In 2020’s second quarter, the FNB/BER Civil Confidence Index only fell to five. Sentiment improved to eleven in the third quarter of 2020 and by a further five points to sixteen in the fourth quarter.
Although better, the current index level means that the vast majority (more than 80%) of respondents are dissatisfied with prevailing business conditions.
Underpinning the higher confidence was some improvement (off a low base) in construction activity. This resulted in an uptick in profitability.
“Relative to the third quarter, the rise in construction activity was not insignificant this quarter. However, it is likely restricted to specific sectors, most notably renewable energy. Moreover, activity remains below that registered just before the pandemic which is still fresh in the minds of contractors. As such, the higher activity was not sufficient to lift confidence meaningfully,” notes Siphamandla Mkhwanazi, Senior Economist at FNB.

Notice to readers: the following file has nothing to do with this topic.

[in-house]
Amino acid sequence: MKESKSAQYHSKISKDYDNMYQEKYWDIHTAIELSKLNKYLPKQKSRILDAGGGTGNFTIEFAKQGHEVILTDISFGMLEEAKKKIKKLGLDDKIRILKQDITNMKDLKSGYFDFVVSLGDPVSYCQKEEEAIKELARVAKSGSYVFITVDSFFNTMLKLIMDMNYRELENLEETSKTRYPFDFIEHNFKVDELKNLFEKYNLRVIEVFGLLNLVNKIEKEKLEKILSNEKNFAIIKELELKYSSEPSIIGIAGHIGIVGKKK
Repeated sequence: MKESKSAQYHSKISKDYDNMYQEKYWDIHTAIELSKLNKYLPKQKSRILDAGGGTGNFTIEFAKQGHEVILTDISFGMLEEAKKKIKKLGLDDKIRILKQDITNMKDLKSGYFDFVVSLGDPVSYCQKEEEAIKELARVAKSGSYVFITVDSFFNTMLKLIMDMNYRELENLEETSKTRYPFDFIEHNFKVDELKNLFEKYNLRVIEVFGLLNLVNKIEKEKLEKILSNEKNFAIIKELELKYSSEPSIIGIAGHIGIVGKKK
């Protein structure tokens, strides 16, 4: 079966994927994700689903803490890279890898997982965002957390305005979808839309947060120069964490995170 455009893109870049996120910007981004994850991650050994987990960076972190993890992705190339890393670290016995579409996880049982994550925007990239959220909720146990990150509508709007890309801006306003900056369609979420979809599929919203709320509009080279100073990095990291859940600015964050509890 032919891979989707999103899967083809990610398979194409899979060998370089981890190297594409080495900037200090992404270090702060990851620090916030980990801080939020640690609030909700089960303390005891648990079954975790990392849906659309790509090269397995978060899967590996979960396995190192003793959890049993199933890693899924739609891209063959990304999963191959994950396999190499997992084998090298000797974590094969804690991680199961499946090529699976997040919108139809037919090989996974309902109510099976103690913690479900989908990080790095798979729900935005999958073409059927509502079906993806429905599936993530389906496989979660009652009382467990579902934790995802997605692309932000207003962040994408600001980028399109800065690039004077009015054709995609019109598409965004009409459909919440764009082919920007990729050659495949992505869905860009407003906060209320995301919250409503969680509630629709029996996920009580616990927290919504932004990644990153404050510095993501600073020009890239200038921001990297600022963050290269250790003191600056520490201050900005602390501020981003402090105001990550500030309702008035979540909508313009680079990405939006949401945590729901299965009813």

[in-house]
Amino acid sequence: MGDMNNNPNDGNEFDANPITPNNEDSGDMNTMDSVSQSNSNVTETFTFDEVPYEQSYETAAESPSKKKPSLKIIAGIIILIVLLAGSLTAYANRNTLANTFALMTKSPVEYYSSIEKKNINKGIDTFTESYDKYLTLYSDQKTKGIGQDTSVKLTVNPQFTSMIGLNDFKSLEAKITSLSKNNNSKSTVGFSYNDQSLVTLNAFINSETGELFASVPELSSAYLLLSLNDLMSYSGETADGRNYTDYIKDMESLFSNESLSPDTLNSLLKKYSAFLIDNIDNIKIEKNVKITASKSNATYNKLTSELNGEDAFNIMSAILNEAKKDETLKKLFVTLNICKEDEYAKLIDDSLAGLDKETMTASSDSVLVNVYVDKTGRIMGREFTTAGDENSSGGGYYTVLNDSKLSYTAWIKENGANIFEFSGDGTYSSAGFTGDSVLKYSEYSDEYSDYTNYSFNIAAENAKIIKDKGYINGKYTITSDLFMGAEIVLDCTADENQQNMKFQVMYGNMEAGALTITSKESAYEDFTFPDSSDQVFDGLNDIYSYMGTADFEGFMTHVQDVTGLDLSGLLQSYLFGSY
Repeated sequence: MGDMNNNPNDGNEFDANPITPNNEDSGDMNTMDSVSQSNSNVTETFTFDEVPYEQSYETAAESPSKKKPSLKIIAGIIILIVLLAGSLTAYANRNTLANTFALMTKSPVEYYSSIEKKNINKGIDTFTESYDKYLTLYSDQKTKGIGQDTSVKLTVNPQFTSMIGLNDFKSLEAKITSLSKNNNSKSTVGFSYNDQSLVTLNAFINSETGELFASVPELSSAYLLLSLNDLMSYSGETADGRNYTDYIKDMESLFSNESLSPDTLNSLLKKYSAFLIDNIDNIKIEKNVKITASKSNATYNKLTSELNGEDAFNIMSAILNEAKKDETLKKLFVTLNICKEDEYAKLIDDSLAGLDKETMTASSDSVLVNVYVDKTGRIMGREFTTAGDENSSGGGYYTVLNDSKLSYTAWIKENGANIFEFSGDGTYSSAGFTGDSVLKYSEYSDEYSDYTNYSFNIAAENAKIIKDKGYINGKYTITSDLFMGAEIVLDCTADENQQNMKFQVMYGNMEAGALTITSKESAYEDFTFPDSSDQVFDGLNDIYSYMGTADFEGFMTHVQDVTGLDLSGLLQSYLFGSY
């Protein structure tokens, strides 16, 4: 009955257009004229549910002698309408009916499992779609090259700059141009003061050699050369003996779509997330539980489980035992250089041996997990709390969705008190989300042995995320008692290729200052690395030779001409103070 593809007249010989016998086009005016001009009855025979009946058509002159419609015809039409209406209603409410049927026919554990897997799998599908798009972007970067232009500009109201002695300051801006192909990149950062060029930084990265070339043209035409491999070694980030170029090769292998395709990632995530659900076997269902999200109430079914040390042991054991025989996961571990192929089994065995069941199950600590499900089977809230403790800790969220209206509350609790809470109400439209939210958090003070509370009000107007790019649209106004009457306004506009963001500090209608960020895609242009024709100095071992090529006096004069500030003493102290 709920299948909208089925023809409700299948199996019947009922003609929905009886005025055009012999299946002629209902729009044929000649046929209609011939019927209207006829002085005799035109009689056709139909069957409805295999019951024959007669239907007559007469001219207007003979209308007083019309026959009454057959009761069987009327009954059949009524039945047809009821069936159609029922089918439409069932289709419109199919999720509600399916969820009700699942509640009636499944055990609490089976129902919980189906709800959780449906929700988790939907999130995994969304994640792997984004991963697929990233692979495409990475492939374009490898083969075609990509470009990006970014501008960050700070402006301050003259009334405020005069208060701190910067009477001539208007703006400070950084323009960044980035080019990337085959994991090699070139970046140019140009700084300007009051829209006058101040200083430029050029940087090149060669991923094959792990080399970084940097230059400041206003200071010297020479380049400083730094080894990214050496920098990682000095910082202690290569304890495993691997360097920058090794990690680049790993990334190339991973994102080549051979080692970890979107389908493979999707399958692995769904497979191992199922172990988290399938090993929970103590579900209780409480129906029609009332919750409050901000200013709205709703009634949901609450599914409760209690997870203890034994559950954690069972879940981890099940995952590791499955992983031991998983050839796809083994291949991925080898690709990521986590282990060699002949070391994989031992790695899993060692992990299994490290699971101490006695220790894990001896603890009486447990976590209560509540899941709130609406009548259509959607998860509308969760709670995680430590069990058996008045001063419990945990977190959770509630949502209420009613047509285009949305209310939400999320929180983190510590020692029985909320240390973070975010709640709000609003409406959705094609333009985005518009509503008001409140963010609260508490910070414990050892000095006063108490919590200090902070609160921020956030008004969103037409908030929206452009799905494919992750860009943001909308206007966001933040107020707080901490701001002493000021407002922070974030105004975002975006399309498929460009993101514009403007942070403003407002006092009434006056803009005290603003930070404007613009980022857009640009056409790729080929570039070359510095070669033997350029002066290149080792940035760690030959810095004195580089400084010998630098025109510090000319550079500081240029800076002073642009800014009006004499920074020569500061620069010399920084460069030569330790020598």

Uncertainty about prospects over the medium term also weighed on confidence. While respondents expect activity to improve further in the first quarter of 2021, the lack of new work remains of deep concern.
“Civil contractors have been lamenting the poor state of order books for the last few years. This is likely due to the shortage of large-scale and long-term projects. So, while some contractors may have work currently, they are unsure about the prospects in the coming quarters,” he says.
“As things stand, the increase in activity this quarter is unlikely to be sustained over the medium term, and this is what the low confidence reflects. At this stage, a meaningful rise in civil construction work depends on follow-through on plans for infrastructure development and faster implementation of bid window five of the renewable energy procurement programme.”